By Allie Conti
By Kyle Swenson
By Allie Conti
By Chris Joseph
By Kyle Swenson
By Ryan Cortes
By Ryan Cortes
By Chris Joseph
"Distilled water," Silber said under oath, according to a transcript of the deposition. State regulations require distilled water for the calibration process.
"Where does it come from?" Canet asked.
"It comes from the supermarket."
When Canet pressed her on which store she bought the water from, Silber admitted she had fibbed. "And sometimes, I have to be honest," she said, "sometimes if I don't have water -- I did use tap water on occasion."
Bingo. Canet knew he had discovered something big. Because Silber had failed to use the distilled water required under state guidelines, any tests done while tap water was used during the calibration could be voided. The error could throw out the breath-test results in hundreds of DUI cases in Davie.
Canet suspected other departments might be using tap water too. In another DUI case, he questioned Patricia Nanz, who heads the breath-testing unit at the Broward Sheriff's Office. Nanz admitted she also uses tap water. "I think if we went around the state and looked at every law enforcement agency," Canet says, "a great number of them are doing the same thing."
The problem with tap water, according to Canet, is that it contains chemicals that can fool the machine into reporting the presence of alcohol. The Intoxilyzer uses infrared light to detect methyl, which is found within alcohol. Chemicals in tap water, including chloroform and xylene, also contain methyl, Canet contends.
Canet hired Dr. Stephan Rose, a forensic toxicologist from West Palm Beach, to run tests on an Intoxilyzer machine using tap and distilled water. For years, Rose has been called by defense attorneys in DUI cases to argue that the cops are too reliant on the machines. Rose says the machine, with or without distilled water, isn't accurate enough to be used as evidence in court. Its results should be used only to corroborate what cops already believe, similar to the way lie detector tests are used. "The Intoxilyzer is a screening method," Rose says. "It is not a confirmation of intoxication. It is unreliable as criminal evidence."
Using an Intoxilyzer owned by Florida International University, where Rose is an adjunct professor, he ran a series of tests over several days for Canet. When using tap water, the tests found that the Intoxilyzer registered "false positives" -- showing a slight amount of alcohol when it should have shown none at all. It also exaggerated the results when slight amounts of alcohol were present, adding .007 percent to the blood-alcohol level results. The tests, Rose concluded, showed that an Intoxilyzer calibrated with tap water could suggest somebody was drunker than he actually was.
But unlike the prosecutors in Palm Beach who agreed to drop a slew of cases, the State Attorney's Office in Broward was far from interested in giving up, according to spokesman Ron Ishoy, who agreed to comment only by e-mail. "Here's the bottom line. We're not automatically losing even one case," Ishoy said in his reply. "We'll try every single one of these cases, even if we lose the appeal."
Canet took the case to court, convincing seven Broward County judges who hear DUI cases to meet in July for a rare, joint hearing to consider whether breath-test results should be used. Canet represented 300 accused drunk drivers, but if the judges agreed with him, their decision could affect as many as 3,000 cases.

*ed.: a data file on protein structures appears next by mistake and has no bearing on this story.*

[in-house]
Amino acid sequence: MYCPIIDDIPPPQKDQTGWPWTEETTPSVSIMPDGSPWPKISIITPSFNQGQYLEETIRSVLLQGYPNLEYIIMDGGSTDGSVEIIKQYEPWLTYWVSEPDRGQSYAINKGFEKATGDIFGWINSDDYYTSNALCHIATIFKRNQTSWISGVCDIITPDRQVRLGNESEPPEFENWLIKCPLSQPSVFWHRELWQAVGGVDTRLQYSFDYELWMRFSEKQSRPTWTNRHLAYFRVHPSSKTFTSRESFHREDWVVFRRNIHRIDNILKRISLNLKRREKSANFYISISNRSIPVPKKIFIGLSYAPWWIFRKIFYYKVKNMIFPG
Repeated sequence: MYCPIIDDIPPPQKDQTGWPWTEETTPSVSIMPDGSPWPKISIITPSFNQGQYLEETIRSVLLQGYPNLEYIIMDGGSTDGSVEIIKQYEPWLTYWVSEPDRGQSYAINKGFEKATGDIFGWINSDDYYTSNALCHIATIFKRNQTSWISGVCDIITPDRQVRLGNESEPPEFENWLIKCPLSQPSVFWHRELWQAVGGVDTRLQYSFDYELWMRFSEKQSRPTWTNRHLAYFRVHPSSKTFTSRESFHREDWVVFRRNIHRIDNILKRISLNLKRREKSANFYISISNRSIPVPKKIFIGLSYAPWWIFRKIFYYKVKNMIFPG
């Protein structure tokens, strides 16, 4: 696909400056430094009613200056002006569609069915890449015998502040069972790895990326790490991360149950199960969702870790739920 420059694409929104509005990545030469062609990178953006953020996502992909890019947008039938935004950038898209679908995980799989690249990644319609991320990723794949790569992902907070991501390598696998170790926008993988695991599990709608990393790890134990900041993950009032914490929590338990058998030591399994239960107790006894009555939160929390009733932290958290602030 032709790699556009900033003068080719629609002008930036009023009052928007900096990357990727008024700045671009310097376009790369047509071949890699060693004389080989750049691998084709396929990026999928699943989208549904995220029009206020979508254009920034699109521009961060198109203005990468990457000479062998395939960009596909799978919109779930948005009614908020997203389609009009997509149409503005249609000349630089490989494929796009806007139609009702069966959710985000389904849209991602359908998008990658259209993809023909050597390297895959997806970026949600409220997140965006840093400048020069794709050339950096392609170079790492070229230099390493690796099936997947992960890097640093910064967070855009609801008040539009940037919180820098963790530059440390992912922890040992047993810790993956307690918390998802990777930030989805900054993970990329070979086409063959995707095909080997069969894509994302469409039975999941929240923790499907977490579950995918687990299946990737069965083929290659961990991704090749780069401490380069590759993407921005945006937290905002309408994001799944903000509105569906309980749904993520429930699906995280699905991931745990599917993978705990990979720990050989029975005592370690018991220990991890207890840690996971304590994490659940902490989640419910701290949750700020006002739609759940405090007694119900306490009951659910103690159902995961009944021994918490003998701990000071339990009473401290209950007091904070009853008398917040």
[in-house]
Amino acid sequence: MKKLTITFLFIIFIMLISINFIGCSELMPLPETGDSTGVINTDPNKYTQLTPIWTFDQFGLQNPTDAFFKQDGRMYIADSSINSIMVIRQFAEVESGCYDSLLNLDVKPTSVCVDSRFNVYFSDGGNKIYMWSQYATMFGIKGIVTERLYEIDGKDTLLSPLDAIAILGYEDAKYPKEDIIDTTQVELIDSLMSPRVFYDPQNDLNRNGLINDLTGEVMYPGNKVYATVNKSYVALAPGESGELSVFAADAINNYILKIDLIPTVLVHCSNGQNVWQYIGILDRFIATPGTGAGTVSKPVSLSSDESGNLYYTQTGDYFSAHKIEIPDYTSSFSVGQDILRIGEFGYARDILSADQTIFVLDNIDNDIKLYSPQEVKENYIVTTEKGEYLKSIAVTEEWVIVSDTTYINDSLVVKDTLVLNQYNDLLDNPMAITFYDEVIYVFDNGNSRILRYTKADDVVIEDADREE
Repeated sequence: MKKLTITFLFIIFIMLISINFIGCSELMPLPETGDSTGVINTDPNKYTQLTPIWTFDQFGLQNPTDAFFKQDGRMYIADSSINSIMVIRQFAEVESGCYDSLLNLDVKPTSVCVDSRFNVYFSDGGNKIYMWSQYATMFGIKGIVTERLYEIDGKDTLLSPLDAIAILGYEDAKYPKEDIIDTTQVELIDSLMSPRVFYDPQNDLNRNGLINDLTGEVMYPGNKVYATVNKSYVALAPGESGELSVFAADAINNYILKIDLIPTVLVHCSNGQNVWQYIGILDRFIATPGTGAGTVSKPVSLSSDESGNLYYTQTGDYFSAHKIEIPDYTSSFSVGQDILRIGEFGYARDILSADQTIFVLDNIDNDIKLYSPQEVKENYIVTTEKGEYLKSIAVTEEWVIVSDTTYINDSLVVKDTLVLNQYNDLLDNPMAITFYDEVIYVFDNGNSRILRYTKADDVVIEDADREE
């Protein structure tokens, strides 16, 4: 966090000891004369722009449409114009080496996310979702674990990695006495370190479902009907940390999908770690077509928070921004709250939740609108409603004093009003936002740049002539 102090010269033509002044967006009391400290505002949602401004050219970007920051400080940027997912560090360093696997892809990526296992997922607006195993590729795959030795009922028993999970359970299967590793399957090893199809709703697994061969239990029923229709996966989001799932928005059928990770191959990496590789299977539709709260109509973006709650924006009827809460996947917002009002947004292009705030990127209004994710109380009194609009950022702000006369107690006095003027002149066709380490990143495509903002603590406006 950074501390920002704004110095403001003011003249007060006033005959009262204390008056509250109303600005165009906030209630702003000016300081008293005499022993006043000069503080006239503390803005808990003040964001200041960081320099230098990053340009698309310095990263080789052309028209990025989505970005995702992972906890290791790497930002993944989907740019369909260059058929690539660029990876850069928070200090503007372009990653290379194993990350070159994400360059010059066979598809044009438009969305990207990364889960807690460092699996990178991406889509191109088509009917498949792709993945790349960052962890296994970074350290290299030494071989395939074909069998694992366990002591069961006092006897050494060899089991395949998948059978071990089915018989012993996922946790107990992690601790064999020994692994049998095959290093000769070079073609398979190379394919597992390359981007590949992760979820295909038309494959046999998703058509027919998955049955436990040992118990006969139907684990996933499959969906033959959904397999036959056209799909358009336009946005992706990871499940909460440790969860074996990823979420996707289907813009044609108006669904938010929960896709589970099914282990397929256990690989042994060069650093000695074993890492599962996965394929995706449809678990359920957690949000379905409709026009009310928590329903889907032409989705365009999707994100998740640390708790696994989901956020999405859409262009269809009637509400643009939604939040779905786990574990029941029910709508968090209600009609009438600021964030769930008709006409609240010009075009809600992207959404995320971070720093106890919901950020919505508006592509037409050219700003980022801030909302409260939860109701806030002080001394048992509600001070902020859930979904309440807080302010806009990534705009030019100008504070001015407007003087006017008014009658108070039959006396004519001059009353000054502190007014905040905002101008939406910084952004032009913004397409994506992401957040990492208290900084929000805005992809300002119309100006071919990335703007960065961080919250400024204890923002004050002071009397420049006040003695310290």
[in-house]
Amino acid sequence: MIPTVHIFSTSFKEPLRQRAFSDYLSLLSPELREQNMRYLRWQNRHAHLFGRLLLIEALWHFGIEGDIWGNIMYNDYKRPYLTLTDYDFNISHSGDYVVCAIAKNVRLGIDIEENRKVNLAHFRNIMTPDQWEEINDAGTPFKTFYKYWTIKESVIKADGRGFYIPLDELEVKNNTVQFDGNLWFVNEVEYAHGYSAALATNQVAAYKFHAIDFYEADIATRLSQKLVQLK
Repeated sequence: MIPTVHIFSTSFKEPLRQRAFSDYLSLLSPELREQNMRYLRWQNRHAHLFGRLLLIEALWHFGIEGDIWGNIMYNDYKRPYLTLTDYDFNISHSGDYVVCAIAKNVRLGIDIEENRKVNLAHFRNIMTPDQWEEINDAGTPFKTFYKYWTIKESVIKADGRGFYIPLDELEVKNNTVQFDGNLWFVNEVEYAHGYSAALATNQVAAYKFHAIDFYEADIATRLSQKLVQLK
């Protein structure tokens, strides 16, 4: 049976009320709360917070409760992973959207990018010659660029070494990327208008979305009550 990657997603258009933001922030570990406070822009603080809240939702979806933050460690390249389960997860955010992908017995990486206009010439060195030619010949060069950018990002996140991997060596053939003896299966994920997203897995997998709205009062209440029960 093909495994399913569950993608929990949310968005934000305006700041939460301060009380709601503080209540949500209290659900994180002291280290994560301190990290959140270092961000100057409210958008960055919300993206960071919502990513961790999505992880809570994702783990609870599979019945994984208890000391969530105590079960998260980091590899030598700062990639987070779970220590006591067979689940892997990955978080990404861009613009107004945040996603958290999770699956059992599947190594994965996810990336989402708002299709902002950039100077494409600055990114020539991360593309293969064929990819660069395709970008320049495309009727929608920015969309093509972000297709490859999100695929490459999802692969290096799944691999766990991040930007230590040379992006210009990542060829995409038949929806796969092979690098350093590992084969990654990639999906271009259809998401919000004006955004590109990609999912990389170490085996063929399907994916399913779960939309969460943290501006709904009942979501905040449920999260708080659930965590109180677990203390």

At the hearing, prosecutors called Barfield, the FDLE breath-testing expert, to testify in their defense. Barfield claimed her office performed 75 separate tests on the Intoxilyzer and found that the machine performed perfectly, whether it was calibrated with distilled or tap water. "We tested this machine over and over," Barfield says, "and every time, it performed exactly as it should."
What has happened since the hearing has been an administrative mess. Two judges have agreed with Canet, meaning the breath-test results made on machines calibrated with tap water can't be used in their courtrooms. But five other judges have ruled the opposite way. An appeals court will likely have to decide which judges were right. In the meantime, drunk drivers will hope they appear before either Judge Robert Zack or Judge Michael Kaplan, both of whom have thrown out the breath-test results.
Looking to cast blame for the tap water problems, the Davie Police Department stripped Silber of her duties monitoring the breath-test results and gave her a written reprimand, citing her "contradicting statements" to Canet and her failure to follow established procedures. BSO, meanwhile, has allowed Nanz to continue in her role overseeing the breath-testing unit and did not cite her for failing to follow state regulations.
The FDLE, which is responsible for overseeing breath-test programs, blamed its chief investigator, Warren Sanger, for failing to report quickly enough that the Sheriff's Office and Davie police were using tap water. FDLE was ready to fire Sanger in May, but when he hired an attorney and threatened to sue, FDLE allowed him to resign in June.
Sanger's resignation means that he won't be available to testify, something that's necessary in perhaps hundreds of cases in Broward, Miami-Dade, and Monroe counties. It's Sanger who did the yearly checkups on the Intoxilyzer machines, and without his testimony, there's no way for prosecutors to prove that the work had been done. Sanger has agreed to appear in court for a fee of $200 a day, but the state has said it would pay him only a standard $8-a-day witness fee. His attorney, Michael Catalano of Miami, says FDLE may have sacrificed hundreds of drunk driving cases in order to find a scapegoat. Catalano says that "FDLE has jeopardized thousands of very provable DUI cases."